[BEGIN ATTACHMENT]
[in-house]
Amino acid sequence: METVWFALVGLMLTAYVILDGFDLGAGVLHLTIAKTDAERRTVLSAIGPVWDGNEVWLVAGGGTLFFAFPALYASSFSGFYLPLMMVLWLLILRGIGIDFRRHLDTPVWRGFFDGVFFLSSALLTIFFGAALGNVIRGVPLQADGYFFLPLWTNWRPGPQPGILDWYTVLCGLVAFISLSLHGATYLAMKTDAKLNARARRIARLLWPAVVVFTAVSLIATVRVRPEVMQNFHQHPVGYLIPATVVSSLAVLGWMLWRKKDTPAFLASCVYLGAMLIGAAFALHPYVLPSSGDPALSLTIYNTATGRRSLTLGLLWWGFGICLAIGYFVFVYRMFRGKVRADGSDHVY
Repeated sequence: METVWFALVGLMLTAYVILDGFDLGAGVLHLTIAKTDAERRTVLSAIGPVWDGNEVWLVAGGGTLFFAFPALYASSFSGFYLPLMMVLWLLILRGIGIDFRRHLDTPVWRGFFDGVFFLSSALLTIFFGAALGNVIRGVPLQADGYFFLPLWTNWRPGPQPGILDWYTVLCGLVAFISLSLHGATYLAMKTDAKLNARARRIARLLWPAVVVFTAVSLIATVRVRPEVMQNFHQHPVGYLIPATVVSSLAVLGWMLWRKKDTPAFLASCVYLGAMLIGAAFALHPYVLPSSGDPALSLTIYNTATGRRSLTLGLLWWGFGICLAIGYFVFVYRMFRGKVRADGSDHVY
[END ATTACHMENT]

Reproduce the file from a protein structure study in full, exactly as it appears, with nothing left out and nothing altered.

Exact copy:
[in-house]
Amino acid sequence: METVWFALVGLMLTAYVILDGFDLGAGVLHLTIAKTDAERRTVLSAIGPVWDGNEVWLVAGGGTLFFAFPALYASSFSGFYLPLMMVLWLLILRGIGIDFRRHLDTPVWRGFFDGVFFLSSALLTIFFGAALGNVIRGVPLQADGYFFLPLWTNWRPGPQPGILDWYTVLCGLVAFISLSLHGATYLAMKTDAKLNARARRIARLLWPAVVVFTAVSLIATVRVRPEVMQNFHQHPVGYLIPATVVSSLAVLGWMLWRKKDTPAFLASCVYLGAMLIGAAFALHPYVLPSSGDPALSLTIYNTATGRRSLTLGLLWWGFGICLAIGYFVFVYRMFRGKVRADGSDHVY
Repeated sequence: METVWFALVGLMLTAYVILDGFDLGAGVLHLTIAKTDAERRTVLSAIGPVWDGNEVWLVAGGGTLFFAFPALYASSFSGFYLPLMMVLWLLILRGIGIDFRRHLDTPVWRGFFDGVFFLSSALLTIFFGAALGNVIRGVPLQADGYFFLPLWTNWRPGPQPGILDWYTVLCGLVAFISLSLHGATYLAMKTDAKLNARARRIARLLWPAVVVFTAVSLIATVRVRPEVMQNFHQHPVGYLIPATVVSSLAVLGWMLWRKKDTPAFLASCVYLGAMLIGAAFALHPYVLPSSGDPALSLTIYNTATGRRSLTLGLLWWGFGICLAIGYFVFVYRMFRGKVRADGSDHVY